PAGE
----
1. Manuel Neuer Germany
Cristiano Ronaldo got an early clue that this was not going to be his tournament when Neuer produced a superb save from a stoppage-time free-kick to prevent Portugal from salvaging even a sliver of consolation from their crushing defeat by Germany. But it is not his shot-stopping that has distinguished Neuer, it is the way he has practically redefined the role of goalkeeper, taking the sweeper-keeper function to an extreme never before showcased with such success.
His charges out of his box prevented Algeria, in particular, from revelling in the space behind Germany’s high defensive line, compensating for Per Mertesacker’s lack of pace. In addition to the obvious effectiveness, the sight of the hulking keeper hurtling towards confrontation must have a potent mindgame value – Asamoah Gyan, for instance, fled ridiculously wide when presented with the chance to take on Neuer one-on-one. What is more, Neuer’s superb distribution makes him the first line of attack.
2. Guillermo Ochoa Mexico
Way to ace a job interview. Ochoa, a free agent after three outstanding seasons at Ajaccio, was unlikely to be short of offers before the tournament but his displays for Mexico may have endeared him to a new calibre of recruiter. The 28-year-old’s agility, reflexes and robust wrists enabled him to make an array of improbable saves. Brazil players wondered whether there had been divine intervention when he helped Mexico to draw against them, while it took some devilry from Arjen Robben to beat Ochoa in the end.
3. Keylor Navas Costa Rica
The 27-year-old came into the tournament after a wonderful season in which he set a clean-sheet record for Levante but it has still been a major surprise to see Costa Rica advance to the quarter-finals while conceding only two goals in five matches – Uruguay, Italy, England, Greece and Holland. Behind a solid unit, Navas was a secure presence. As the pressure increased, his performances rose accordingly, with his exhibitions of shot-stopping against Greece and Holland among the highlights of the tournament.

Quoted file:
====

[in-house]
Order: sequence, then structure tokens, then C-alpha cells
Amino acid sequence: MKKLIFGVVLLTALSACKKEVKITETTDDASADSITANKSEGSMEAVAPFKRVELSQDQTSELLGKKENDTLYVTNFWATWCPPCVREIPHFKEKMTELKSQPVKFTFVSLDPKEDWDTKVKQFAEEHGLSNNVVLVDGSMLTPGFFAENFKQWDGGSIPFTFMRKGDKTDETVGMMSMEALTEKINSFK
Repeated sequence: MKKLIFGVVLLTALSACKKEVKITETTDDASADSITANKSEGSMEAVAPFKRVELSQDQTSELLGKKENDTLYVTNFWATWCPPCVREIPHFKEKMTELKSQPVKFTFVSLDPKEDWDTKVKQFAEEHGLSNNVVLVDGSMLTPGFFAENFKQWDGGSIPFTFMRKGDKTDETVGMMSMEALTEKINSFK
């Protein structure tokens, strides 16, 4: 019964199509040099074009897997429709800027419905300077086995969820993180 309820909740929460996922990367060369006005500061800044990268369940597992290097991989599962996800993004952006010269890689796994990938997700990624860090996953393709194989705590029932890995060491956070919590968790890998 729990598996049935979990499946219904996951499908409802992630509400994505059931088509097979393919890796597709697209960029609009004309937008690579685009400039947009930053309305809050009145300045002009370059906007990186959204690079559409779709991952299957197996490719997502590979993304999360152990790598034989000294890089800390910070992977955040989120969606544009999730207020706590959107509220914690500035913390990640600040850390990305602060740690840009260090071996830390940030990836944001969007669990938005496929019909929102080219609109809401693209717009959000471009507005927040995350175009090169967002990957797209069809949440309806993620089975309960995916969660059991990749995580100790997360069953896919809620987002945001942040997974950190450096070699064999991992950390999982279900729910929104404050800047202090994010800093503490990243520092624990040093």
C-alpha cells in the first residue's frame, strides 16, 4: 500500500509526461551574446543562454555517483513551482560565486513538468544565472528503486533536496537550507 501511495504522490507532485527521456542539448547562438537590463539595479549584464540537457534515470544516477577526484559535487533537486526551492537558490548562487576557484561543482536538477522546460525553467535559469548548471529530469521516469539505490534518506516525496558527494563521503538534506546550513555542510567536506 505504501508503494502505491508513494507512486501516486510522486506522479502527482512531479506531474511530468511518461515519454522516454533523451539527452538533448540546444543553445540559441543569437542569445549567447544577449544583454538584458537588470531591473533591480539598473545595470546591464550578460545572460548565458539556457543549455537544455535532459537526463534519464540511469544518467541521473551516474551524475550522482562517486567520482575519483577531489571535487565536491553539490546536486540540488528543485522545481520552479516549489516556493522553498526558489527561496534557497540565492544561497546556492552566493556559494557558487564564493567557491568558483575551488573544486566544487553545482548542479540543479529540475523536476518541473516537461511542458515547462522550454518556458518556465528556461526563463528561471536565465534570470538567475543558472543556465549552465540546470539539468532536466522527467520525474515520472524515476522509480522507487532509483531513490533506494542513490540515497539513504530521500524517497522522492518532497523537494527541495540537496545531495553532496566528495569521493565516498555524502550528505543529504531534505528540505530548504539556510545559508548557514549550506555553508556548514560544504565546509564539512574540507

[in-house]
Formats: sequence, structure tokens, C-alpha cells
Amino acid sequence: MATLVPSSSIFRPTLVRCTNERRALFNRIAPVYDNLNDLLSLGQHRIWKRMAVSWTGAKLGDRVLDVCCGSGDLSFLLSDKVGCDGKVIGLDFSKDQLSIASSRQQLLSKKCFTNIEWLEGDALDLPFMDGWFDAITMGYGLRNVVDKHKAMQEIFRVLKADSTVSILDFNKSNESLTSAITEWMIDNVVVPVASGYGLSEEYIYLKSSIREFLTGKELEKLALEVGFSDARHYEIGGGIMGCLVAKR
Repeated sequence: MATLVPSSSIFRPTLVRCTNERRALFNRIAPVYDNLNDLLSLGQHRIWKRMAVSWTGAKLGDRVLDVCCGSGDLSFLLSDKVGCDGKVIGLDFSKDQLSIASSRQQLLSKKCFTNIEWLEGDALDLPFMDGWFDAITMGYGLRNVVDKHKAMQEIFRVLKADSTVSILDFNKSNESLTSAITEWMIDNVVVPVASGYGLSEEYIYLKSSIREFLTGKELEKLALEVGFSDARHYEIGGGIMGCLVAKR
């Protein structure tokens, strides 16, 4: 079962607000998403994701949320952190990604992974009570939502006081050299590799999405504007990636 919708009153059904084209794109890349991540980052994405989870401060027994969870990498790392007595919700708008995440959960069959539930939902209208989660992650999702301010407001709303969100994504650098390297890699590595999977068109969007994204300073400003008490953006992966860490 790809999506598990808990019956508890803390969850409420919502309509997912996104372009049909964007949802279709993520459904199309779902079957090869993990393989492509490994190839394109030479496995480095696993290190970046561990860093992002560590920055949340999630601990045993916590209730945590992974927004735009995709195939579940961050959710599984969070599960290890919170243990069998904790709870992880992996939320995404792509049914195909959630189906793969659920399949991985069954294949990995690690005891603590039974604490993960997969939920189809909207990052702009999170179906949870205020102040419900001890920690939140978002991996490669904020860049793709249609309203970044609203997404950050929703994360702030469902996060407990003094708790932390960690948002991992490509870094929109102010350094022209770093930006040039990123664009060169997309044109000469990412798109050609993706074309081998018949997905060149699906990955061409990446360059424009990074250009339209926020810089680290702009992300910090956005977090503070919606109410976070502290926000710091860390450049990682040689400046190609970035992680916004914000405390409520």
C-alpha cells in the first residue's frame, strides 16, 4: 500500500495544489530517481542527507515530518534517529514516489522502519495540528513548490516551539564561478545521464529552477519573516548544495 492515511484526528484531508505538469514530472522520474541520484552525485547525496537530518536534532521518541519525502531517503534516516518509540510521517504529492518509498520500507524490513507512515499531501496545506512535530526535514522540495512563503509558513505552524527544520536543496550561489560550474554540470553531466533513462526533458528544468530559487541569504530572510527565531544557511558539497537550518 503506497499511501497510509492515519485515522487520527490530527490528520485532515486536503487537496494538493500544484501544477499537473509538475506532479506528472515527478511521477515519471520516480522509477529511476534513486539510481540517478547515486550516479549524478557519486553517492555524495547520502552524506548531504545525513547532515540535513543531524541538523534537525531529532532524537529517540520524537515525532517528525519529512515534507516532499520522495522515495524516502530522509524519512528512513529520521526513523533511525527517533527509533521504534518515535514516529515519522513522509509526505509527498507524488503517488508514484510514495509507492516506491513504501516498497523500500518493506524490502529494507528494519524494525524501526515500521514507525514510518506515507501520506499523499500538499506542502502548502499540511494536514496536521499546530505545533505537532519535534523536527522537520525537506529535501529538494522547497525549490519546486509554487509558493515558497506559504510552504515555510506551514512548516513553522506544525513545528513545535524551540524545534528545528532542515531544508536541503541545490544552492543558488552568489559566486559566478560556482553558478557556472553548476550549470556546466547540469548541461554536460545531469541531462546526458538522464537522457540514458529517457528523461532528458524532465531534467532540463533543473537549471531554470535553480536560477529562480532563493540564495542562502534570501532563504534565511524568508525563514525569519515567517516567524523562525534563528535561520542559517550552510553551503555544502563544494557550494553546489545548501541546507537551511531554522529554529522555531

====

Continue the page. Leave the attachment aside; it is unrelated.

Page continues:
4. Vincent Enyeama Nigeria
Another goalkeeper who arrived after a record-breaking season at club level. Enyeama carried on the form that made him nigh-on unbeatable for Lille, pulling off a series of extraordinary saves, starting in the first match against Iran, when Nigeria dominated but would have lost if the goalkeeper had not kept enough concentration to tip away a header from Reza Ghoochannejhad. He then kept Bosnia-Herzegovina at bay before thwarting Lionel Messi and Argentina for long periods despite conceding three. When a goalkeeper falls below perfection, however, he can be punished severely and Enyeama’s mishandling of a cross against France enabled Paul Pogba to score the winning goal and ruined another otherwise immaculate performance.
5. Tim Howard USA
Even though he made a tournament-record number of saves against Belgium, the American’s shot-stopping was not the most admirable aspect of his performances in Brazil – and not only because most of Belgium’s efforts were straight at the goalkeeper, their forwards’ odd lack of composure seemingly making them unable to spot Howard’s tendency to go low prematurely, a habit that Nani had exploited earlier. That quibble aside, Howard’s influence seemed immense as his leadership helped coax valiant resistance from defenders who might otherwise have been torn apart. He inspired his team-mates with words and deeds.
Rest at the source.
The list is great for the most part, although I would kick out Tim Krul and put in Claudio Bravo. I'll post some more articles as part of the countdown to tomorrow's match.
Also, who are your favorite goalkeepers this tournament? Feel free to spam below!